Femme Fatale – the phrase that strikes your mind after watching ‘Rabindranath Ekhane Kawkhano Khete Asenni’.
Mushkan Zuveri, the enigmatic, mysterious, esoteric protagonist of the novel by Md Nazimuddin, comes alive on screen. Azmeri Haque Badhon portrays Mushkan with élan, as if the character was penned for her to play. The owner of a restaurant in a quaint town of Sundarpur, she is known for (in)famous for her cooking skills. But she has more cards up her sleeves, than meets the eye. Investigator Nirupam Chanda’s (Nure Chhafa in the original) arrival in this small town ruffles up feathers and sets in motion incidents that disturb the ‘beauty’ of the idyllic suburb.
Whether you’ve read the original novel or not, you’d be hooked to this web-series directed by Srijit Mukherji from the word go. He has not only breathed life into the characters created by Mohd Nazimuddin, but made them his own, by adding the little eccentricities, and smart one-liners. To distil 400-odd pages of written text into nine episodes is no mean feat, but Srijit Da has successfully assimilated the flavour of the original work, with creative licenses of his own, making this a visual treat. Specially the sequence in the flashback, which I do not want to disclose to avoid giving out spoilers, will sicken you to the core – in a good way (such is the brilliance of Srijit Da’s craft).
Talking of visuals, one must acknowledge the brilliant ‘dark’ setting of this series, matching the ‘gothic horror’ theme of the plot. A mysterious lady who lives alone in a mansion, disappearance of male guests at an eatery, graves dug in advance, a pond full of crocodiles, foggy nights and nocturnal truth missions, idiosyncrasies of the police bureaucracy, and an uncomfortable truth at the heart of it all – REKKA makes for a wholesome meal of weekend binge.
Those who make it possible – Azmeri Haque Badhon, Rahul Bose, and Anirban Bhattacharya as Mushkan, Nirupam and Ator Ali respectively, live up to their characters to the T. Sequences where Badhon’s character sings Rabindranath’s songs – as if they were composed for precisely these moments, feel eerily magical, yet horrifying. She has an amicable charm, a fatal attraction in her manner, which makes her so enigmatic and powerful. Badhon carries REKKA on her shoulders with her fluid, natural performance.
Rahul Bose on the other hand is suave, stoic, serious. A departure from the original character in the book, who was more of a ‘gobechara’ officer. The final meeting between Nirupam and Mushkan was no less than David battling Goliath, no prizes for guessing, who took the laurels. Anirban, on the other hand, brings to life Ator Ali – the police informer, with his eccentric shenanigans. Not for a moment does it feel we are watching Anirban act. He embodies Ator Ali to the core.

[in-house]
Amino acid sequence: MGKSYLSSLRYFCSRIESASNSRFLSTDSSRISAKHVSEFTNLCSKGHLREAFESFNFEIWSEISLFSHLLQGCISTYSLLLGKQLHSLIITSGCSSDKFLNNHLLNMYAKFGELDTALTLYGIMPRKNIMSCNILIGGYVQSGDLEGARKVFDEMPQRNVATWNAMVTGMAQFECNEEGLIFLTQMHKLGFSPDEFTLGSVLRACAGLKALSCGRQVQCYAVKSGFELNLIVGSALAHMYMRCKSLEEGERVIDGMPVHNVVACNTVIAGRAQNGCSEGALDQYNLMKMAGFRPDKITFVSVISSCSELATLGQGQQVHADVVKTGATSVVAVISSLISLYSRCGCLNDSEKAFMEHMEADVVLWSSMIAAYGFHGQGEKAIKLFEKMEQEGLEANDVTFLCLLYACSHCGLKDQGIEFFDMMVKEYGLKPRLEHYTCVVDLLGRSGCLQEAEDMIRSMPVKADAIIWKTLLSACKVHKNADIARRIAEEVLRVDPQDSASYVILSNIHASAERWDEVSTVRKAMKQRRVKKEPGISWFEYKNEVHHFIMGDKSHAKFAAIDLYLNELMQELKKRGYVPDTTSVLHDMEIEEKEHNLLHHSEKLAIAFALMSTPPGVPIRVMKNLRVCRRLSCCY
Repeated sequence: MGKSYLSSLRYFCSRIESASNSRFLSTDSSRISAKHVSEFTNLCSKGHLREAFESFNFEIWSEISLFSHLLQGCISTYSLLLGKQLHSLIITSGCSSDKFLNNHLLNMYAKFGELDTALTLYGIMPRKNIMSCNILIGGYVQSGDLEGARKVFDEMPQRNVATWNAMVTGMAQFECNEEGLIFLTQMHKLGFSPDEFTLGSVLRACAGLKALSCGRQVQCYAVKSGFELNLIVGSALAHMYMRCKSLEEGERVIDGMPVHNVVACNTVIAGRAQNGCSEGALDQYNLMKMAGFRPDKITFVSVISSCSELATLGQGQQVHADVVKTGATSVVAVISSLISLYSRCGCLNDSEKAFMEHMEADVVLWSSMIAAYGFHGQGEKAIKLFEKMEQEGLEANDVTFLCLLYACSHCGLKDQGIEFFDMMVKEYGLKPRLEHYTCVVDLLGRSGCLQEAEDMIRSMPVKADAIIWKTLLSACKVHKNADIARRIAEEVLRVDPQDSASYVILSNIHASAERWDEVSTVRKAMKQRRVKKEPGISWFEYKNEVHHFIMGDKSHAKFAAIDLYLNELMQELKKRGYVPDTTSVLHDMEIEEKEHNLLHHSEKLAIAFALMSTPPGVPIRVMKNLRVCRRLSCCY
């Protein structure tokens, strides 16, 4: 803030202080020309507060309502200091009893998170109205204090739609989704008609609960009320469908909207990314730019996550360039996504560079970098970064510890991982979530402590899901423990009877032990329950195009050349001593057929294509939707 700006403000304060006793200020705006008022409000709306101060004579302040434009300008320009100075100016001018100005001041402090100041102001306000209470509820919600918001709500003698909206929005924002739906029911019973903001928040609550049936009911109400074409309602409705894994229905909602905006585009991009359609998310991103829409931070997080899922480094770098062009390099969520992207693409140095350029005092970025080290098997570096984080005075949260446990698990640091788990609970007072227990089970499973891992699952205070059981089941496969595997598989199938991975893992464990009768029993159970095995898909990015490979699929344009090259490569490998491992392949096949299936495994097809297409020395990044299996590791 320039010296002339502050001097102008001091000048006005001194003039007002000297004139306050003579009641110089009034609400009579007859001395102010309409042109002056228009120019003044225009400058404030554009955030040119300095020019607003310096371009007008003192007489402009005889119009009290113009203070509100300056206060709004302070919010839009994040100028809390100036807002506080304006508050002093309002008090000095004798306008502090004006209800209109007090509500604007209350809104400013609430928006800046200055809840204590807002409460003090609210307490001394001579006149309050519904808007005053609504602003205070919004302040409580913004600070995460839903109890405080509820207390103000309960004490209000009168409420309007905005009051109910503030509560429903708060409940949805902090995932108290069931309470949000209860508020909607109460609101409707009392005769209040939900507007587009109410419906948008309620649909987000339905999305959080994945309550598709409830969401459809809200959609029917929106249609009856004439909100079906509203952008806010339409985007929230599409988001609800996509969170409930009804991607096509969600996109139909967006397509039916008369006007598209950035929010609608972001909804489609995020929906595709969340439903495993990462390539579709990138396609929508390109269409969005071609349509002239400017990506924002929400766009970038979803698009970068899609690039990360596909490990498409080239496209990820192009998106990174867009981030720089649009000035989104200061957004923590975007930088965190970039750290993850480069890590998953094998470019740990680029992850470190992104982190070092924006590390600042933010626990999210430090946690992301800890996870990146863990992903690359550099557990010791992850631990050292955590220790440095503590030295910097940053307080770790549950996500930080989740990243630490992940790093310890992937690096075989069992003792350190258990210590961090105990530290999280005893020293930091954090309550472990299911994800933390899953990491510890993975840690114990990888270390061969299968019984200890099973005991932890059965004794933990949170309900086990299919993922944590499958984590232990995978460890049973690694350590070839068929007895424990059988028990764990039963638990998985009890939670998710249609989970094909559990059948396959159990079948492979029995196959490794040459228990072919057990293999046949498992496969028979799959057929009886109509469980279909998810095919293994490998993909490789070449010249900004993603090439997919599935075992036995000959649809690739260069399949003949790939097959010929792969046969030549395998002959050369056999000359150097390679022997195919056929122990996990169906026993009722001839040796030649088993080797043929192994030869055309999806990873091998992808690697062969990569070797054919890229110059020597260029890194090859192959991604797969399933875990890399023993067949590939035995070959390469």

Although Kharaj Khasnobish doesn’t have much space in REKKA, but in the sequel his character assumes a significant role, so where’s expecting Anjan Dutt to deliver his above-mediocrity level performance, as usual. Anirban Chakraborti, too, delivers as the OC of Sundarpur in his limited capacity in the scheme of things.
The man of the match is obviously Srijit Mukherji. Adapting a literary work is no child’s play, specially since comparisons with the original (damned if you deviate, damned if you don’t) are bound to come up. In REKKA, he has remained true to the text, but made the characters his own baby. More importantly, he has added the essence of Rabindranath, who was missing in the original text (apart from the title).
All I can say after watching REKKA is that it was a Friday well-spent. And I hope to catch the sequel soon. And may be we can actually have Chanchal Chowdhury in the cast (as the influential minister).
My Rating: 3.5/5 Stars
Petrichor – the smell of wet earth after rains – finds its way in ‘Dwitiyo Purush’ in one of the sequences. That is the kind of feeling I emerged out of the theatre with after watching the film. No, not the smell of wet earth but that of contentment after watching a heart-wrenching thriller, Srijit Mukherji is known to make.
Dwitiyo Purush, the spin-off of the 2011 cult classic ‘Baishe Srabon’ is dark, gritty, violent and gloomy. In a possible ode to ‘Srabon’ the whole film has been shot in the monsoons, to capture the melancholy enigma that the city wears in the season. The rain is but a metaphor – for the eternal longing for the loved one. “Jawl ta ek thake, chokh ta paalte jay. Chumu ta ek thaake, thont ta paalte jay.” Srijit Mukherji-Soumik Halder duo know how to make Kolkata a character in the movie itself.